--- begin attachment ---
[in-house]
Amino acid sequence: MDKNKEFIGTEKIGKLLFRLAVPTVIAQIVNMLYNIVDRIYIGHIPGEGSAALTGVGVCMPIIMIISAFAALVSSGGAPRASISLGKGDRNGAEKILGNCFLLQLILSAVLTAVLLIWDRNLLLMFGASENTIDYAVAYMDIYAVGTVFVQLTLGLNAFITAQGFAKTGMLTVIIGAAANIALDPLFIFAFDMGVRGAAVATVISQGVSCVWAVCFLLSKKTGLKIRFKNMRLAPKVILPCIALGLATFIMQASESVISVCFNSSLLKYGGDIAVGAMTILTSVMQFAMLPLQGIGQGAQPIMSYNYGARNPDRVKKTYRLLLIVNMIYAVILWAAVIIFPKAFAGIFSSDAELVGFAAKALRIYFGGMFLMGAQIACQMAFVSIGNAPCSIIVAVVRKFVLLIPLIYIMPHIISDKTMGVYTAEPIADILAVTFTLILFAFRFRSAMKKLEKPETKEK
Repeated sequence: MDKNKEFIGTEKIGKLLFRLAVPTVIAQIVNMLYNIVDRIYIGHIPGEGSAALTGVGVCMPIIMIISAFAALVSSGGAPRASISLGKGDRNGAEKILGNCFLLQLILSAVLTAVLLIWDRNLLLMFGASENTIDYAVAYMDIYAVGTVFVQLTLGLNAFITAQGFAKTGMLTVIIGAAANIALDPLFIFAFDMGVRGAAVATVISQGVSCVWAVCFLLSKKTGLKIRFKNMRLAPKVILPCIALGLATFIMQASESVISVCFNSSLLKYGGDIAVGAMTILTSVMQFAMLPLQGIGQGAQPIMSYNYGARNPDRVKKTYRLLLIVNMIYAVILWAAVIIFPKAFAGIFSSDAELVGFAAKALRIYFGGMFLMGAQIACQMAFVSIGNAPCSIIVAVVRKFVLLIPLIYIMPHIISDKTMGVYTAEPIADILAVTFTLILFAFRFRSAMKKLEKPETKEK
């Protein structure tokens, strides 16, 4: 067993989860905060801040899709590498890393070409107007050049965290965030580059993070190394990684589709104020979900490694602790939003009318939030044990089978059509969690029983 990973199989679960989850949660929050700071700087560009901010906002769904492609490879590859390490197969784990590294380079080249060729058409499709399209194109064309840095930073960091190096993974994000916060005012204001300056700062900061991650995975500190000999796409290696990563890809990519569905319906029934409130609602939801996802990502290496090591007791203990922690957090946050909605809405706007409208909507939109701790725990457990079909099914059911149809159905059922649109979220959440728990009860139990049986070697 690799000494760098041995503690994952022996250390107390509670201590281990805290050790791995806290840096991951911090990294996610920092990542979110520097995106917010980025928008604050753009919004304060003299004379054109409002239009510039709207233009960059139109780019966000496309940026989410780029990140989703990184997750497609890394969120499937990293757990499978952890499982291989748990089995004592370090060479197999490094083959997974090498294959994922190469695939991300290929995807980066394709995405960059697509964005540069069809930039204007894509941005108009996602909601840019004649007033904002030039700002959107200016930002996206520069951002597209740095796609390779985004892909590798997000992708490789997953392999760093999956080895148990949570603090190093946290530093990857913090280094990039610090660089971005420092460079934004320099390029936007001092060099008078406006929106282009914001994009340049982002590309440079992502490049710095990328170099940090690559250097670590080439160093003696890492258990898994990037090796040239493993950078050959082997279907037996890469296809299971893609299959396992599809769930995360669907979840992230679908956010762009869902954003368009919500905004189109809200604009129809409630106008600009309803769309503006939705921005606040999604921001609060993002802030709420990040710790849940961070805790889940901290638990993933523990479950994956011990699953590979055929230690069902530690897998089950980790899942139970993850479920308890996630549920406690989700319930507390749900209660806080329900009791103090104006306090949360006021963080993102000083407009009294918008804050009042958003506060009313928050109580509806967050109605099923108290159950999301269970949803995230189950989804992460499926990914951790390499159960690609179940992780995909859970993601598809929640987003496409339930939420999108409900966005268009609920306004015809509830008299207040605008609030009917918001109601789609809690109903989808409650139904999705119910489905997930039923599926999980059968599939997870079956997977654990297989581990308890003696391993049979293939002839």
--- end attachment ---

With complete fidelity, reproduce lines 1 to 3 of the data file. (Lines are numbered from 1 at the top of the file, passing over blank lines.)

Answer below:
[in-house]
Amino acid sequence: MDKNKEFIGTEKIGKLLFRLAVPTVIAQIVNMLYNIVDRIYIGHIPGEGSAALTGVGVCMPIIMIISAFAALVSSGGAPRASISLGKGDRNGAEKILGNCFLLQLILSAVLTAVLLIWDRNLLLMFGASENTIDYAVAYMDIYAVGTVFVQLTLGLNAFITAQGFAKTGMLTVIIGAAANIALDPLFIFAFDMGVRGAAVATVISQGVSCVWAVCFLLSKKTGLKIRFKNMRLAPKVILPCIALGLATFIMQASESVISVCFNSSLLKYGGDIAVGAMTILTSVMQFAMLPLQGIGQGAQPIMSYNYGARNPDRVKKTYRLLLIVNMIYAVILWAAVIIFPKAFAGIFSSDAELVGFAAKALRIYFGGMFLMGAQIACQMAFVSIGNAPCSIIVAVVRKFVLLIPLIYIMPHIISDKTMGVYTAEPIADILAVTFTLILFAFRFRSAMKKLEKPETKEK
Repeated sequence: MDKNKEFIGTEKIGKLLFRLAVPTVIAQIVNMLYNIVDRIYIGHIPGEGSAALTGVGVCMPIIMIISAFAALVSSGGAPRASISLGKGDRNGAEKILGNCFLLQLILSAVLTAVLLIWDRNLLLMFGASENTIDYAVAYMDIYAVGTVFVQLTLGLNAFITAQGFAKTGMLTVIIGAAANIALDPLFIFAFDMGVRGAAVATVISQGVSCVWAVCFLLSKKTGLKIRFKNMRLAPKVILPCIALGLATFIMQASESVISVCFNSSLLKYGGDIAVGAMTILTSVMQFAMLPLQGIGQGAQPIMSYNYGARNPDRVKKTYRLLLIVNMIYAVILWAAVIIFPKAFAGIFSSDAELVGFAAKALRIYFGGMFLMGAQIACQMAFVSIGNAPCSIIVAVVRKFVLLIPLIYIMPHIISDKTMGVYTAEPIADILAVTFTLILFAFRFRSAMKKLEKPETKEK